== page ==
944Hybrids: 924/944/968 and 928 V8 Conversions
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HOW TO DO AN ADVANCED SEARCH.

Mon Jul 08, 2013 3:56 pm by Admin


For the benefit of 944Hybrids users there are two search functions available for you to use.
The purpose of this sticky is to explain the "Advanced Search" function because it is much more powerful and is the best choice when researching information.

When you log on to the site a list of options is shown in a line at the top of the page. One option is labelled "Search", use this option (NOT the search box lower down on the right).

After you click on the upper search option, a drop down box appears. At the bottom of this box is a radio button marked "Advanced …

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Post  mkhargrove on Wed Mar 13, 2013 1:20 pm

I have a fully restored 951. There's no way I would race it.

Until recently I didn't realize there was a significant community of 944 owners who had performed v8 conversions. I'm intrigued...sounds like a great idea for a track car.

Questions:
1. Is the preferred platform the early 944, late 944, or 951? (which is the net least expensive when you consider the cost of car, clutch, brakes, radiator, etc.)

2. What are some performance metrics that members here have gotten from their conversions, and what was the set u? In other words, what is a good 0-60 time and top speed, and what motor and other things were used to get you there?

3. Is there a "standard" conversion for which I could buy all necessary adapters?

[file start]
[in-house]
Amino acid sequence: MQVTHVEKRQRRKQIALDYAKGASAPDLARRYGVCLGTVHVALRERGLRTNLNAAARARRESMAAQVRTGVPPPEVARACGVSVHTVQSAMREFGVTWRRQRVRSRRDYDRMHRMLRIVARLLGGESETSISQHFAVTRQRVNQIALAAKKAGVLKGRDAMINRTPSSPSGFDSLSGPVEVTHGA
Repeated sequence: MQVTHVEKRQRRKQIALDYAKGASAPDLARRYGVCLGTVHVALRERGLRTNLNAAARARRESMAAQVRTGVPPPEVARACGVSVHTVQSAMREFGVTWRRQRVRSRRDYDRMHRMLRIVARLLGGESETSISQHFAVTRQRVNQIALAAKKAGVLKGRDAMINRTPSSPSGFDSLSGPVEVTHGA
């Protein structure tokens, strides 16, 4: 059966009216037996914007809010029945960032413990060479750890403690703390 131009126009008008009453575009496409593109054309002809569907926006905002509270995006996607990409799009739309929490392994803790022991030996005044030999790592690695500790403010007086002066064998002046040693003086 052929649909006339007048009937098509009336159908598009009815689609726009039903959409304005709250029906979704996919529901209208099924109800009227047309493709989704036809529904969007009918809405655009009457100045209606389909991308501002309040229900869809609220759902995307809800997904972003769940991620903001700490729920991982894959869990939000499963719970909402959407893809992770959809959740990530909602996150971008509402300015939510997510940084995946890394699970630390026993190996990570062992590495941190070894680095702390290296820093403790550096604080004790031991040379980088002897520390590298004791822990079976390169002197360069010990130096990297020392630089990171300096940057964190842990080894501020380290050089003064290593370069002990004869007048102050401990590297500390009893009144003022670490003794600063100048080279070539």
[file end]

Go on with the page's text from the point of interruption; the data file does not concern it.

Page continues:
Last edited by mkhargrove on Wed Mar 13, 2013 1:22 pm; edited 1 time in total (Reason for editing : spelling)

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Post  kevin924kevin on Wed Mar 13, 2013 4:46 pm

Hello, this site has all the info u need. TPC has all the right parts you could need. High quality and a good cost. all 924 to 968 use the same base platform. they changed the body styles a bit and the factory engines.Its well worth the change for the performance and the reliability.There are a lot of smart people on this site, so answers come easy to questions. Good luck join the growing number, you would not regret your move.
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Post  marc a on Wed Mar 13, 2013 8:07 pm

IMHO, for a track car you would want to find an '87 or newer 951 without the M30 suspension. This gives you the newer offset for better wheel choice and front brake upgrades. Tranny should be a limited slip unit. While the 951 tranny can tolerate up to 500 hp on a road course, it is not made for clutch dumping. Top speed is a function of power and choice of 5th gear.

You have a large selection of LSx engines to work with. The LS1 and LS6 have been race proven and are pretty much bullet proof. A stock LS1 gives you about 325/325 to the rear wheels. With minor modifications and tuning 400 to the wheels is easy to achieve.

As Kevin said there is a wealth of information on the board to help guide you in making a decision on which engine to use as well as other conversion parts.

Marc
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Post  BlueDragonX on Wed Mar 13, 2013 8:08 pm

Welcome to the forum!

mkhargrove wrote:
1. Is the preferred platform the early 944, late 944, or 951? (which is the net least expensive when you consider the cost of car, clutch, brakes, radiator, etc.)